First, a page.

Thanks to Niknak and Boomsling, who agree robots shouldn’t be quiet, they ought to have sirens and flashing lights attached so they cannot sneak up on you.

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Stanford seizes 1 million processing cores to study supersonic noise

Stanford commandeers 1 million processing cores to study supersonic noise

In brief order, the Sequoia supercomputer and its 1.57 million processing centers will shift to a life of top-secret analysis at the National Nuclear Protection Administration, but till that day comes, analysts are presently working to ensure its seamless operation. Most lately, a group from Stanford took the helm of Sequoia to run computational fluid dynamics simulations– a process that requires a carefully tuned balance of computation, memory and communication parts– in order to better understand engine sound from supersonic jets. As a motivating sign, the group had the ability to effectively push the CFD simulation beyond 1 million cores, which is a first of its kind and bodes effectively for the scalability of the system. This and various other examinations are presently being performed on Sequoia as part of its “shakeout” period, which allows its caretakers to much better understand the capabilities of the IBM BlueGene/Q computer. Should all go well, Sequoia is arranged to begin a life of government work in March. In the meantime, you’ll discover a couple views of the setup after the break.

Stanford scientists commandeer 1 million processing cores to study supersonic noise

Stanford scientists commandeer 1 million processing cores to study supersonic noise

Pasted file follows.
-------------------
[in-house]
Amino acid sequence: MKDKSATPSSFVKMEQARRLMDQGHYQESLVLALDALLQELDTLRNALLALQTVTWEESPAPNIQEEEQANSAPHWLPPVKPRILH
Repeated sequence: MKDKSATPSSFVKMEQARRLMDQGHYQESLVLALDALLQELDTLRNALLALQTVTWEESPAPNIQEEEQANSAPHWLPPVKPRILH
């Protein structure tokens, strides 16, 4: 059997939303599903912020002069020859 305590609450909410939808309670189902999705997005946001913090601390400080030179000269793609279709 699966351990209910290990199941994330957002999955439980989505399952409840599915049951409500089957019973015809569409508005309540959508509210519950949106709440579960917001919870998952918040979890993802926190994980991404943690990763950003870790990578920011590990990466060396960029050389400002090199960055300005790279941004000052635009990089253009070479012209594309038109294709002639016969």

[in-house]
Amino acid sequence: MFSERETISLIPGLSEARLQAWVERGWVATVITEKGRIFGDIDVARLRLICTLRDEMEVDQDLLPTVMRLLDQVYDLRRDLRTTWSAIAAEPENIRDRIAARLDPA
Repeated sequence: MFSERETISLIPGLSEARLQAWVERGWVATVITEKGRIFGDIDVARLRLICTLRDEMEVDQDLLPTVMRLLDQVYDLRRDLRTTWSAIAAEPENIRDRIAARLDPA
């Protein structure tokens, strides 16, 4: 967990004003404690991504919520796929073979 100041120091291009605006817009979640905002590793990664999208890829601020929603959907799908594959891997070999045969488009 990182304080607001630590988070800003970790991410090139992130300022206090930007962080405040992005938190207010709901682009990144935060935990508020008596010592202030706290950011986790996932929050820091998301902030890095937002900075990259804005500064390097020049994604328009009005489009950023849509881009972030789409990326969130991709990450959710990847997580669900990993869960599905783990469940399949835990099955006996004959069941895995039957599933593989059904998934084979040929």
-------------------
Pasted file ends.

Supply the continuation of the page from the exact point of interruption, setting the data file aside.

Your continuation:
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, EurekAlertSource: Stanford

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Apple Working On Auto-Zooming Content, iPhone Vibration Noise Suppression


Apple has a couple new patent applications this morning, spotted by AppleInsider and detailing two very useful features for mobile devices. The first is a method for detecting and adjusting noise resulting from an iPhone vibrating in silent mode, and the second is a design for auto-zooming of content based on the proximity of a user’s face to a screen to present content at the best size for reading depending on how close they are and what they’re looking at.

The vibration motor patent is intended to make silent mode on an iPhone truly silent, by eliminating the noise it can make when the phone is on a flat, hard surface and notifications come in. With a phone call, that can become a major annoyance, especially if you’re not in a position to be able to get to the phone to silence it right away. To remedy this, Apple has worked out a system where microphones or motion sensors on a device can pick up on cues that indicate a phone is making a lot of noise, and change the vibration levels and patterns to compensate and minimize rattle.

Apple covers two types of vibration motors in this patent, including the rotational model it uses in the current iPhone 5 and older models, and the linear magnetic version it implemented in the iPhone 4S and CDMA iPhone 4. Methods to compensate for excessive vibration in both are described, and Apple also addresses how to still provide notifications that will signal a user even if vibration has to be turned way down, describing visual feedback and soft audio alerts that would actually still be quieter than an iPhone rumbling on a hard table top. Already, users can set their camera flash LED to provide notifications via their iPhone’s accessibility settings, which is one way to get around having either an audible or vibration alert signal.

The other patent filing that turned up today describes a replacement for pinch-to-zoom, which provides a way to dynamically alter the size of content based on how close a user gets to the screen. Text and images can both be enlarged or reduced according to what a device’s camera, proximity sensor or SONAR sensor (which Apple described in a previous patent) tells the system about how far away a user’s face is. In one mode called “comfort,” the system would zoom out on content when a user gets close to the screen, and enlarge it when they back further way, making it more convenient and easier to read in each situation. In another mode, called “zoom,” the action is reversed, which could come in handy for more visual content, like if you’re surveying a full painting at a distance, and then move in close for a look at some particular detail.